It is in this unglamorous context that Anura Kumara Dissanayake, untested so far as a political leader and the rest of the Sajit-group of politicians fall into. It is not a very inspiring thought. Sajit Premadasa might be thinking in terms of becoming the next President of the country. He might be dreaming about a Presidential run so much akin to his late father’s. But he has a very burdensome and disagreeable baggage to carry. Roaming around the country with an avalanche of promises after promises that he would offer this solution and another without suggesting any long-term solution to the country’s depleted foreign exchange earnings and growing poverty levels amongst the rural masses is no solution the electorate would accept without a whimper of second thought.
The country as one single entity must rise against such empty promises with the same venom and vehemence that they display against the corrupt Rajapaksa regime. Offering short term and oft-repeated pledges to a hungry and thirsty electorate will not overpower the cruel nature of seventy four-year old stagnation at first and then steep spiralling down on a cataclysmic journey.
Sri Lanka is fast approaching a status of a real ‘Failed State’. It’s not only the government and its caretakers that are at fault; it’s not only the Covid-19 pandemic that caused this debacle; it’s not only the successive generations of political and religious leadership that have to answer. It’s the total country. Election after election, the voter too has very subserviently submitted to his leaders. When the voter knew that the politicians they elected one after another election are corrupt, corruptible and above all else corrupting, he still continued to repose his faith so blindingly and unquestioningly on his leaders.
Therefore, the voter himself is as responsible and accountable for the misery that each election imposed upon himself and the country. The brain-drain that began its alarming outward voyage a couple of decades ago is accelerating at breakneck alacrity. Stormy seas have surrounded our isle which we used to call the ‘Pearl of the Indian Ocean’. Neither any religious belief system nor any secular ideological schools of thought have come to grips with the brutal realities of starving children and empty vessels whom we call political pundits and leaders.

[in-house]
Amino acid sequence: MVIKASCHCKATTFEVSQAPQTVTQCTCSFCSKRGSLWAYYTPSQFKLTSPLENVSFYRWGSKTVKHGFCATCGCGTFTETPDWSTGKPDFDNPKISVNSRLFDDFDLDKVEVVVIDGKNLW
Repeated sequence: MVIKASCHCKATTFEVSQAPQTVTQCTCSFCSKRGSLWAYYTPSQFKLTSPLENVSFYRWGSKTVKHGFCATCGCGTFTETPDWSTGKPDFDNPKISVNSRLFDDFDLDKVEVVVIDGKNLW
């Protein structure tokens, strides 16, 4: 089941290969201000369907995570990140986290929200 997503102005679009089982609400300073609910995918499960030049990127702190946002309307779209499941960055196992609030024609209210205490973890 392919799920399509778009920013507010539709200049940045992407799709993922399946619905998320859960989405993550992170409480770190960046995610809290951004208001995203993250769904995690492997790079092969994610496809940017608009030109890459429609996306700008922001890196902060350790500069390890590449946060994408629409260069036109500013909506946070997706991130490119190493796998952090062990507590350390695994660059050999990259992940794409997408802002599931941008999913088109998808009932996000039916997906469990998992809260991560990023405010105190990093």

Parliamentary seats and portfolios of ministries are for sale for the highest bidder. In this convoluted environment, the current voter, especially the youth for whom the 1971 insurrection or the terror-era between ’87 and ’89 are not even a memory. They are too young and those outside-the-box episodes are a distant recall. Even remembrance of the thirty year war between the Sri Lankan military and the Liberation Tigers of Tamil Elam (LTTE) is fading away loosely.
Whoever comes to power after the next Presidential and Parliamentary Elections has his bagful, not of goodies to distribute amongst a starving population but a fertilizer load of problems and issues. All these issues cannot be solved overnight and nor are there any palatable solutions or answers. But if our leaders make an attempt to be truthful and honest and present a scenario wherein a joint journey, leaders with the electorate together is not only possible but may exist within the realm of probability, then that will be the day Sri Lanka will breathe a collective sigh of relief and honesty. Or else we will end up in that inglorious state of a ‘Failed State’.
*The writer can be contacted at firstname.lastname@example.org